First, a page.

Friday, March 24, 2006

Limehouse to Paddington

Day 3 of our journey home (ignore the blog date, I'm writing this up after the event). 11 locks and 2 tunnels to do, so we made a prompt start and had bacon sandwiches on the way. We partnered narrowboat "Headline" through most of the double width locks, only sying goodbye to them when we stopped for lunch. Here we are leaving Limehouse.

This is the Regent's canal, through Mile End, Victoria park, Islington, St Pancras, Kentish Town, Camden market, Regents park, Little Venice, and finally to Paddington. What a way to get accross London - no traffic, and more ducks and swans than people! There are some nice old lock cottages.

The Islington tunnel is over half a mile and too narrow for boats to pass. Luckily you can see through to check that no one is coming the other way. Here we are, just going in.

St Pancras lock was hairy. We left Kath to steer into the lock across a vicious cross current (and wind) - and she succeeded. She might not have done had I yielded to the temptation to point out that if she looked to her left at the critical moment she could have seen the famous Gherkin building.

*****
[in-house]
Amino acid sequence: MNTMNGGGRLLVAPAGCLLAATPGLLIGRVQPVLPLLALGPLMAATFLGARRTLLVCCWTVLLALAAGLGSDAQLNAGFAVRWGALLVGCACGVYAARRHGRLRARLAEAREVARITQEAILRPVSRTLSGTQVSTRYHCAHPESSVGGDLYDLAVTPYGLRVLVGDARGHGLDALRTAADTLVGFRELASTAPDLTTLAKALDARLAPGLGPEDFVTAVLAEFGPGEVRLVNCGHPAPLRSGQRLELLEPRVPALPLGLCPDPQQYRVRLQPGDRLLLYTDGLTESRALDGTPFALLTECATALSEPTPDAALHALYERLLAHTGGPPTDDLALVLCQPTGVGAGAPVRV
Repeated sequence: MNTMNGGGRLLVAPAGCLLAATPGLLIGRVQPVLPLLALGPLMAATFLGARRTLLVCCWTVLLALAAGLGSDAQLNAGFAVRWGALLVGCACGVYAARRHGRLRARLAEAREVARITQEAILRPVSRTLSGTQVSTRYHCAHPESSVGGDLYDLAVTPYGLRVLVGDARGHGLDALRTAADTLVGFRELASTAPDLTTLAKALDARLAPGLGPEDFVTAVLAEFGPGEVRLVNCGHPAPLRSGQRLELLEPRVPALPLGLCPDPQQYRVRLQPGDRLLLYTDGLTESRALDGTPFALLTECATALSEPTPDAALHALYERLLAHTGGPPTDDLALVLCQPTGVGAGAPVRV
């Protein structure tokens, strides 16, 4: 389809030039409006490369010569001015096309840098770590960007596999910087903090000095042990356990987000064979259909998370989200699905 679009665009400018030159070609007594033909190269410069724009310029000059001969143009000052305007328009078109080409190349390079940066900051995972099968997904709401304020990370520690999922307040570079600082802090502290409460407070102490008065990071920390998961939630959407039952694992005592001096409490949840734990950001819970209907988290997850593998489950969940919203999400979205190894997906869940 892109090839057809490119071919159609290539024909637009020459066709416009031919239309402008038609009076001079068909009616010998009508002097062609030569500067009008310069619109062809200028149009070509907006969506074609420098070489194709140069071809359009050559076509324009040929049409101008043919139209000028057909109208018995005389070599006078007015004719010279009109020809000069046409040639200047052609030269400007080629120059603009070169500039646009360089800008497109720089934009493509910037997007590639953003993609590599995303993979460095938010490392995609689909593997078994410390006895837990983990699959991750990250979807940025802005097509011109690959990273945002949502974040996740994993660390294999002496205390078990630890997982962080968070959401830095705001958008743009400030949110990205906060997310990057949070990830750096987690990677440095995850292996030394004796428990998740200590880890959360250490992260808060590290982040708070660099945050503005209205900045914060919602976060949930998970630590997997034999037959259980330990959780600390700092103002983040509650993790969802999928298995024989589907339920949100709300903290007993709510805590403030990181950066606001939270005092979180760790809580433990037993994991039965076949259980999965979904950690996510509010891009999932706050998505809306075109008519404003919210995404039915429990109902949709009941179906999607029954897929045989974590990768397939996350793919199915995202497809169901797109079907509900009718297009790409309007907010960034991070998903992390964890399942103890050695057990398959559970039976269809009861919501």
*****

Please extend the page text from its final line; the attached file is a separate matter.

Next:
We decided to stop and have a look at the London Canal Museum in Battlebridge basin. I did a superb turn to draw up right outside the door. Just as I was feeling pretty pleased with myself, the curator came out and asked us to move off because he was expecting a boat load of school kids any minute. So we went to the pub instead.

The canalside houses got increasingly posh as we neared Regents Park. We passed the Zoo but the animals were all sensibly in their warm houses, it was freezing outside! In Regents park, Pete turns his back on the chance of a floating Chinese meal:

Then another short tunnel to get us through to Little Venice,

a nice smart mooring area, but too full for us to stop.

So we swing a left towards Paddington Basin, and suddenly everything becomes modern and high-tec. Mooring in the basin is good because it is lit at night and has security guards. So that's what we did. It was very odd leaving the boat in the tranquil basin, and walking through a few yards to bustling Praed Street to find somewhere to eat. Not difficult, there must be dozens of eateries there.

And so to bed.

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